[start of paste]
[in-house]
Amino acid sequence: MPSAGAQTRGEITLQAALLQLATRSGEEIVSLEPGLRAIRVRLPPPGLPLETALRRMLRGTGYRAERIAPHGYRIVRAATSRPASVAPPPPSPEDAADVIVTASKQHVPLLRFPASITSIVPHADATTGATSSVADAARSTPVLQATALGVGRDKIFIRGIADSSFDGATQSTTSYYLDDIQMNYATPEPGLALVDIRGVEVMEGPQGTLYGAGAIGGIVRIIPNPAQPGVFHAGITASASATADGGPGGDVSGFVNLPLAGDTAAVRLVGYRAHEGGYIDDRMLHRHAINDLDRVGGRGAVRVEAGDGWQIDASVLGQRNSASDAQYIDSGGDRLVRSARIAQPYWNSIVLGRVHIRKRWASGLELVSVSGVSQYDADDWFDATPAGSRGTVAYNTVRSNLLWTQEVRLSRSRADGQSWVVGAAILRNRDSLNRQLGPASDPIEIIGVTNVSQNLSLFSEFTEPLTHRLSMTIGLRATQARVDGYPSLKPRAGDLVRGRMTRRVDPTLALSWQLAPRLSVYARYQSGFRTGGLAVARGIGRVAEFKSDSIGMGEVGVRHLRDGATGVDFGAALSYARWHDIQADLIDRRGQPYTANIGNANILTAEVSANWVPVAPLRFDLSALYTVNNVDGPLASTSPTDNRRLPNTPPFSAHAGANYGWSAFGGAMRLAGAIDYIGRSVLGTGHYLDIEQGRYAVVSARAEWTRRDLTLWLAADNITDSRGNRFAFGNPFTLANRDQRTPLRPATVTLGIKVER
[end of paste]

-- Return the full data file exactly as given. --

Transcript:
[in-house]
Amino acid sequence: MPSAGAQTRGEITLQAALLQLATRSGEEIVSLEPGLRAIRVRLPPPGLPLETALRRMLRGTGYRAERIAPHGYRIVRAATSRPASVAPPPPSPEDAADVIVTASKQHVPLLRFPASITSIVPHADATTGATSSVADAARSTPVLQATALGVGRDKIFIRGIADSSFDGATQSTTSYYLDDIQMNYATPEPGLALVDIRGVEVMEGPQGTLYGAGAIGGIVRIIPNPAQPGVFHAGITASASATADGGPGGDVSGFVNLPLAGDTAAVRLVGYRAHEGGYIDDRMLHRHAINDLDRVGGRGAVRVEAGDGWQIDASVLGQRNSASDAQYIDSGGDRLVRSARIAQPYWNSIVLGRVHIRKRWASGLELVSVSGVSQYDADDWFDATPAGSRGTVAYNTVRSNLLWTQEVRLSRSRADGQSWVVGAAILRNRDSLNRQLGPASDPIEIIGVTNVSQNLSLFSEFTEPLTHRLSMTIGLRATQARVDGYPSLKPRAGDLVRGRMTRRVDPTLALSWQLAPRLSVYARYQSGFRTGGLAVARGIGRVAEFKSDSIGMGEVGVRHLRDGATGVDFGAALSYARWHDIQADLIDRRGQPYTANIGNANILTAEVSANWVPVAPLRFDLSALYTVNNVDGPLASTSPTDNRRLPNTPPFSAHAGANYGWSAFGGAMRLAGAIDYIGRSVLGTGHYLDIEQGRYAVVSARAEWTRRDLTLWLAADNITDSRGNRFAFGNPFTLANRDQRTPLRPATVTLGIKVER